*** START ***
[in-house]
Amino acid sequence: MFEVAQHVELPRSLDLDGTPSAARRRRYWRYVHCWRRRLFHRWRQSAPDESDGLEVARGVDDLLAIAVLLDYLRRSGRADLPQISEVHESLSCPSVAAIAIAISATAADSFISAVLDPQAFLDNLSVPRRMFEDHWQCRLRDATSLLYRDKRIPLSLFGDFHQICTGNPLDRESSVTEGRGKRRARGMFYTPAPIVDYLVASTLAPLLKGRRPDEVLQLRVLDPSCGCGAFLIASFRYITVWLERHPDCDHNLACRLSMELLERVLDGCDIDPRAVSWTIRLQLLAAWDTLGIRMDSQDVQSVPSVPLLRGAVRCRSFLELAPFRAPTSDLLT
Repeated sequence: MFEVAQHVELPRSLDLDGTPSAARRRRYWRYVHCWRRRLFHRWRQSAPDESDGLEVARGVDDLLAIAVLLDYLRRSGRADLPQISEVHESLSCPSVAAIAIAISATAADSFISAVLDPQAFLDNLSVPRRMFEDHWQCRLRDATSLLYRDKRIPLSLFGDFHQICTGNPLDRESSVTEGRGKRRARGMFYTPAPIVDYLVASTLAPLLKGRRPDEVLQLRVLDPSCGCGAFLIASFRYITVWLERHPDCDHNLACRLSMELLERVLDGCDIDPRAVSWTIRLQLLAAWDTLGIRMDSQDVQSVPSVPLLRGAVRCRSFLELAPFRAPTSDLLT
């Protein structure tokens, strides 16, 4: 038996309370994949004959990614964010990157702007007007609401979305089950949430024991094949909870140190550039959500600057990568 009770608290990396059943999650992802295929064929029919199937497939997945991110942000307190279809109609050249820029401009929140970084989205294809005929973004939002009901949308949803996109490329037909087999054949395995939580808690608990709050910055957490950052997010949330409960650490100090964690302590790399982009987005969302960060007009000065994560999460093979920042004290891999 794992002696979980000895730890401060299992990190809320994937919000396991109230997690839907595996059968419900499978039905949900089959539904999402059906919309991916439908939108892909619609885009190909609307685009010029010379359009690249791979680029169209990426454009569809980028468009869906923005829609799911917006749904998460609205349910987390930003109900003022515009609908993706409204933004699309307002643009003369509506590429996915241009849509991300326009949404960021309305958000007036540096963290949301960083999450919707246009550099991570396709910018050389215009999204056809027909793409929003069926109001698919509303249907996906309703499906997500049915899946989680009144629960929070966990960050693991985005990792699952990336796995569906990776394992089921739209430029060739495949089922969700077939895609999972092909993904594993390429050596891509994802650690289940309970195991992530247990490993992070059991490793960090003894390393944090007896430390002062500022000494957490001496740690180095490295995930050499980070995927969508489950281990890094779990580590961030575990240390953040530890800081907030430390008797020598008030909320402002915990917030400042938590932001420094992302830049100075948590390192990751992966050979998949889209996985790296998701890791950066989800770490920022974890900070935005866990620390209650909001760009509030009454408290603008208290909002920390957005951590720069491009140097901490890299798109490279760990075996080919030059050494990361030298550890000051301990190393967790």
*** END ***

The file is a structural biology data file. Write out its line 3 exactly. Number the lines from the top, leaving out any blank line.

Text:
Repeated sequence: MFEVAQHVELPRSLDLDGTPSAARRRRYWRYVHCWRRRLFHRWRQSAPDESDGLEVARGVDDLLAIAVLLDYLRRSGRADLPQISEVHESLSCPSVAAIAIAISATAADSFISAVLDPQAFLDNLSVPRRMFEDHWQCRLRDATSLLYRDKRIPLSLFGDFHQICTGNPLDRESSVTEGRGKRRARGMFYTPAPIVDYLVASTLAPLLKGRRPDEVLQLRVLDPSCGCGAFLIASFRYITVWLERHPDCDHNLACRLSMELLERVLDGCDIDPRAVSWTIRLQLLAAWDTLGIRMDSQDVQSVPSVPLLRGAVRCRSFLELAPFRAPTSDLLT